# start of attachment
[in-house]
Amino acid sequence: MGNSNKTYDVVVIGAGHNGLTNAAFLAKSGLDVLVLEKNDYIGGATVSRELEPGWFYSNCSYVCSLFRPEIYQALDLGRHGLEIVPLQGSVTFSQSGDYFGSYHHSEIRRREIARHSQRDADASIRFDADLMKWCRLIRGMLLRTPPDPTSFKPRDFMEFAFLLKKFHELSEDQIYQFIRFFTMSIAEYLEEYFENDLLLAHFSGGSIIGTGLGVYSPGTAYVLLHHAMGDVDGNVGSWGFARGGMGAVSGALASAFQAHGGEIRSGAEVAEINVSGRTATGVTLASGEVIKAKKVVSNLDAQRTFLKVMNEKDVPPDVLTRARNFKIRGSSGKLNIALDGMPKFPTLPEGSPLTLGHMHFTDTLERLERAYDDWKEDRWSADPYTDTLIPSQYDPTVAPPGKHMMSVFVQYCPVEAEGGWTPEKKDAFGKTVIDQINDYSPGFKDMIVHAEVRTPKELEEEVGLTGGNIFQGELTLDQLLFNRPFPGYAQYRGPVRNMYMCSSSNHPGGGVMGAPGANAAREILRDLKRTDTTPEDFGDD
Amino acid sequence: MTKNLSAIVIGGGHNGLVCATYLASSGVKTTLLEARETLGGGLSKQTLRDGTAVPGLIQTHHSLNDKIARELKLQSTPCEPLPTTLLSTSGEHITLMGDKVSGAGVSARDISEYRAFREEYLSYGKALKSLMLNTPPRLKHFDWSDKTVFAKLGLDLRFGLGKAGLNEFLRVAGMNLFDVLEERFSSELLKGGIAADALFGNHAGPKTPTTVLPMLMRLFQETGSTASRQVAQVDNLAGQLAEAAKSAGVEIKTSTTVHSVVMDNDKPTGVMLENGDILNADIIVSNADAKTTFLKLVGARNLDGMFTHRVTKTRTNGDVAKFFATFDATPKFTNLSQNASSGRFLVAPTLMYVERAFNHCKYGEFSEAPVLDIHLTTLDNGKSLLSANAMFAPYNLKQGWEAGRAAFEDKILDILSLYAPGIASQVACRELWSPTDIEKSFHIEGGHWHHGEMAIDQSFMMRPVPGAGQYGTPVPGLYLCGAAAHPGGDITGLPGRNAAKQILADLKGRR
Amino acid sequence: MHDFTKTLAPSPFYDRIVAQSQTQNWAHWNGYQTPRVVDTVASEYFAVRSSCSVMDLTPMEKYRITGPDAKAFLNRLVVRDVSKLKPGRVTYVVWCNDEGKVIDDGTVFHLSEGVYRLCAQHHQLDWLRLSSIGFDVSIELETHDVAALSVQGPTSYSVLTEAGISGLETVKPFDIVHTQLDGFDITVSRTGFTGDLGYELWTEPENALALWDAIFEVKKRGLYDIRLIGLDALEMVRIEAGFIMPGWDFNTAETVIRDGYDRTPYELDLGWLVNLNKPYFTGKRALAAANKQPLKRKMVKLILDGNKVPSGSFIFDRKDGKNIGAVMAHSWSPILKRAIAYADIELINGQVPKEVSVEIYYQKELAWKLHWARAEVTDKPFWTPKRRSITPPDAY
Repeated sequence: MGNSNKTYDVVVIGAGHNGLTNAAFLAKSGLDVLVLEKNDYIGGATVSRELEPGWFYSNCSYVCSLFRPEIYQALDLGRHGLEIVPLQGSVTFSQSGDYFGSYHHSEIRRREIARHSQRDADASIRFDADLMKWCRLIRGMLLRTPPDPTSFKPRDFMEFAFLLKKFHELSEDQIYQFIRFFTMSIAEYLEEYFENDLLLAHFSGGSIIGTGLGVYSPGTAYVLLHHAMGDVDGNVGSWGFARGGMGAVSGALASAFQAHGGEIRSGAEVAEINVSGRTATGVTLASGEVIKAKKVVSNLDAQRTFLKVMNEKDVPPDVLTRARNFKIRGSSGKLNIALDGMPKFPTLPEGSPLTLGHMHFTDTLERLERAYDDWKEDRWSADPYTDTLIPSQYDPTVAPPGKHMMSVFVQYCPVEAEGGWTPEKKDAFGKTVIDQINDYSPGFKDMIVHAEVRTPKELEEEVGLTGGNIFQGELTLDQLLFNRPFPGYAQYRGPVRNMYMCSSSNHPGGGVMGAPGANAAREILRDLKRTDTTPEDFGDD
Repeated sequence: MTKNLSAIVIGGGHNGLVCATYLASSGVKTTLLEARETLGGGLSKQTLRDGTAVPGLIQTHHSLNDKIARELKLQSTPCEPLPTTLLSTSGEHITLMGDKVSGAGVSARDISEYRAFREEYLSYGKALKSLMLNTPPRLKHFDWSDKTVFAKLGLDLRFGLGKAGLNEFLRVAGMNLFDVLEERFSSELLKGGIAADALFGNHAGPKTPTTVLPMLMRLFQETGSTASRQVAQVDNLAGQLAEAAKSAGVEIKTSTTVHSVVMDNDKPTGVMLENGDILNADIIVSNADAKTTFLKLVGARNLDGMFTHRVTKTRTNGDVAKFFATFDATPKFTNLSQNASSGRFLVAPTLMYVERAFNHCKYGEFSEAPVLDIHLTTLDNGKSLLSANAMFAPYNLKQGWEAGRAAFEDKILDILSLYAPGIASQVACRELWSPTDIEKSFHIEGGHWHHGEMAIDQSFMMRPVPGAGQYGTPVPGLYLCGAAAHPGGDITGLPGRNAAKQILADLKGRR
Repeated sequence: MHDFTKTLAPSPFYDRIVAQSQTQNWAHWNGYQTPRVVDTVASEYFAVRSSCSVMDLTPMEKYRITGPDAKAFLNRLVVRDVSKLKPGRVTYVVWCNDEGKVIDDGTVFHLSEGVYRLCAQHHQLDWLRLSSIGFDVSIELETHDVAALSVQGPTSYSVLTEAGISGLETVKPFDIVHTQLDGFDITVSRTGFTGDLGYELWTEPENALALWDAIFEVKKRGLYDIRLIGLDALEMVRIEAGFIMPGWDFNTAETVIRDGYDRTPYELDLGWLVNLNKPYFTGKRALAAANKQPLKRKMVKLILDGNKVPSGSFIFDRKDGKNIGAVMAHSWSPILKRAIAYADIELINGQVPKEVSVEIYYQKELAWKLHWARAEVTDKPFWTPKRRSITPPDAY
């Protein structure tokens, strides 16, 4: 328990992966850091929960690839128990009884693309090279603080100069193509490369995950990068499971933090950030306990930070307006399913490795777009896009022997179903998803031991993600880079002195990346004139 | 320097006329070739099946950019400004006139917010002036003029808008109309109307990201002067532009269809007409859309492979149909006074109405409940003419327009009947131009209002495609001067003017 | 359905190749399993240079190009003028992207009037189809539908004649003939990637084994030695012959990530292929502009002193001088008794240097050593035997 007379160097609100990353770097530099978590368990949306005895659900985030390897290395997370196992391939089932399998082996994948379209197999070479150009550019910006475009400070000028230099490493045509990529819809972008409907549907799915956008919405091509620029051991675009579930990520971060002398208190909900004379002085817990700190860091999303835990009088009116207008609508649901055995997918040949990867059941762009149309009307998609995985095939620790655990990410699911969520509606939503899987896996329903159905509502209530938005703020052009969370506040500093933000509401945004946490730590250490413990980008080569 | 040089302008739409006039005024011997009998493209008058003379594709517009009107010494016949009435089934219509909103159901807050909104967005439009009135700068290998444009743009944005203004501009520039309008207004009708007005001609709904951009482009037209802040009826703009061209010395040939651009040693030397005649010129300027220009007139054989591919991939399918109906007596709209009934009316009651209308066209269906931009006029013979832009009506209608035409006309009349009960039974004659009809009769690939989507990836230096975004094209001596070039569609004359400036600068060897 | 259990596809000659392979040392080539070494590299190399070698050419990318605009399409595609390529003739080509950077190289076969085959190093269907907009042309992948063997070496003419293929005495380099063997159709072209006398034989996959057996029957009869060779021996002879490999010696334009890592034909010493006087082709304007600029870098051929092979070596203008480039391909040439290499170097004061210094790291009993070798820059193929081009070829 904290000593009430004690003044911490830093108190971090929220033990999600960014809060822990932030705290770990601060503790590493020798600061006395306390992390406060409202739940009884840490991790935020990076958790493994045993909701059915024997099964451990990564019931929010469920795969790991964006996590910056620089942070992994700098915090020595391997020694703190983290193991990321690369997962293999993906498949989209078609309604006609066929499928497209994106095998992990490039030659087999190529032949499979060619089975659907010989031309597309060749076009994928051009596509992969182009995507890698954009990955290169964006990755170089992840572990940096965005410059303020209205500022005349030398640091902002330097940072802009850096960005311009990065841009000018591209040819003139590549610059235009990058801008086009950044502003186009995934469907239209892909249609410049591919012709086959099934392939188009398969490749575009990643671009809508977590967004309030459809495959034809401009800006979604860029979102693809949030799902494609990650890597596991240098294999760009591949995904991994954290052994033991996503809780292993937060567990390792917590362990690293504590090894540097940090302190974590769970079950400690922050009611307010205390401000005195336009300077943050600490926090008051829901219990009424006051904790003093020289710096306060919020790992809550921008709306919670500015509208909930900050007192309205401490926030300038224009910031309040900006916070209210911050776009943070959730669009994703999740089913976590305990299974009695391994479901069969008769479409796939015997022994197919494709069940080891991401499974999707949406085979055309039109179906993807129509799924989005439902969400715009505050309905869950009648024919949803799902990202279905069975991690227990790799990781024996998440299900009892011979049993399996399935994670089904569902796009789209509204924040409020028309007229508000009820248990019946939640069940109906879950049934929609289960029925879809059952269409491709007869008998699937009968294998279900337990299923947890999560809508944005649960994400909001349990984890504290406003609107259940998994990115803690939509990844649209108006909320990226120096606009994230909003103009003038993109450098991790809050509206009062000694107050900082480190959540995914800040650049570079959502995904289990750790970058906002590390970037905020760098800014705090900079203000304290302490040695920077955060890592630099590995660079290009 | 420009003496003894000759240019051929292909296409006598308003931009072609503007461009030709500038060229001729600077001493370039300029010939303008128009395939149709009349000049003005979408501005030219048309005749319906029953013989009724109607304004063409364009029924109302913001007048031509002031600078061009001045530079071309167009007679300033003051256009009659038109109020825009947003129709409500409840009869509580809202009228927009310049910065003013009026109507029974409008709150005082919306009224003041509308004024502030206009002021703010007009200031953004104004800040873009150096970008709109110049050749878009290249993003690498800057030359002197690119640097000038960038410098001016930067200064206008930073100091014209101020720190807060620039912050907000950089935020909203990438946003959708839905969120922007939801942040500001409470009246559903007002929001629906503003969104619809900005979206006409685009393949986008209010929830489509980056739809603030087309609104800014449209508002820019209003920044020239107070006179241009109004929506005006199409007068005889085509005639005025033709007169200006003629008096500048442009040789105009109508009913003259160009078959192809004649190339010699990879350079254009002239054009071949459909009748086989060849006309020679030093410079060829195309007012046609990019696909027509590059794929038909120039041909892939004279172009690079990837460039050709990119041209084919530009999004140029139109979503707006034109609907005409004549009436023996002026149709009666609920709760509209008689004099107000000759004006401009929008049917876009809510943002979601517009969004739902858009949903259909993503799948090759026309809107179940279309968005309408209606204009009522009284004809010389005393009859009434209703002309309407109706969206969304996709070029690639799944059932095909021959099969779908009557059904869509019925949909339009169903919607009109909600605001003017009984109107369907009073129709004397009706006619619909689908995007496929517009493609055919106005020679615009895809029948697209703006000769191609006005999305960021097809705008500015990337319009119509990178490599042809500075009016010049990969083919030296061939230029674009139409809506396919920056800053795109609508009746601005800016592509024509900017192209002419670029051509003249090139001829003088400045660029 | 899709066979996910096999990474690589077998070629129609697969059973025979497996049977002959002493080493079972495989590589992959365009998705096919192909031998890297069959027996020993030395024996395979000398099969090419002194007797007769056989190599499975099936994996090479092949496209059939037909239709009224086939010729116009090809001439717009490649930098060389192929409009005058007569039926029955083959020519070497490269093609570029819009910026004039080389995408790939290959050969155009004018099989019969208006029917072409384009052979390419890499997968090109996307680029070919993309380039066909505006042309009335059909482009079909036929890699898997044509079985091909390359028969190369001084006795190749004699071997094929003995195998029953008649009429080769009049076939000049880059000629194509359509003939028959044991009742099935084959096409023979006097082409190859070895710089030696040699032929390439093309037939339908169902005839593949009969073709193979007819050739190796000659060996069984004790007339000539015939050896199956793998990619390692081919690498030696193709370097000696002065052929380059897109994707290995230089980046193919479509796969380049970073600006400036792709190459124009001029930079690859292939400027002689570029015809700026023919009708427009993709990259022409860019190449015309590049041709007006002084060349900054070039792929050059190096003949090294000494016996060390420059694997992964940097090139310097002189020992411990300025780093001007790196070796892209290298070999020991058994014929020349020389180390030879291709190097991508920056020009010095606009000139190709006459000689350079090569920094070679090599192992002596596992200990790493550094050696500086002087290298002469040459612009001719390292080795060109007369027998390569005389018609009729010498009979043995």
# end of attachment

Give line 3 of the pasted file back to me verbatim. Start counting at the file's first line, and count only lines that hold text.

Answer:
Amino acid sequence: MTKNLSAIVIGGGHNGLVCATYLASSGVKTTLLEARETLGGGLSKQTLRDGTAVPGLIQTHHSLNDKIARELKLQSTPCEPLPTTLLSTSGEHITLMGDKVSGAGVSARDISEYRAFREEYLSYGKALKSLMLNTPPRLKHFDWSDKTVFAKLGLDLRFGLGKAGLNEFLRVAGMNLFDVLEERFSSELLKGGIAADALFGNHAGPKTPTTVLPMLMRLFQETGSTASRQVAQVDNLAGQLAEAAKSAGVEIKTSTTVHSVVMDNDKPTGVMLENGDILNADIIVSNADAKTTFLKLVGARNLDGMFTHRVTKTRTNGDVAKFFATFDATPKFTNLSQNASSGRFLVAPTLMYVERAFNHCKYGEFSEAPVLDIHLTTLDNGKSLLSANAMFAPYNLKQGWEAGRAAFEDKILDILSLYAPGIASQVACRELWSPTDIEKSFHIEGGHWHHGEMAIDQSFMMRPVPGAGQYGTPVPGLYLCGAAAHPGGDITGLPGRNAAKQILADLKGRR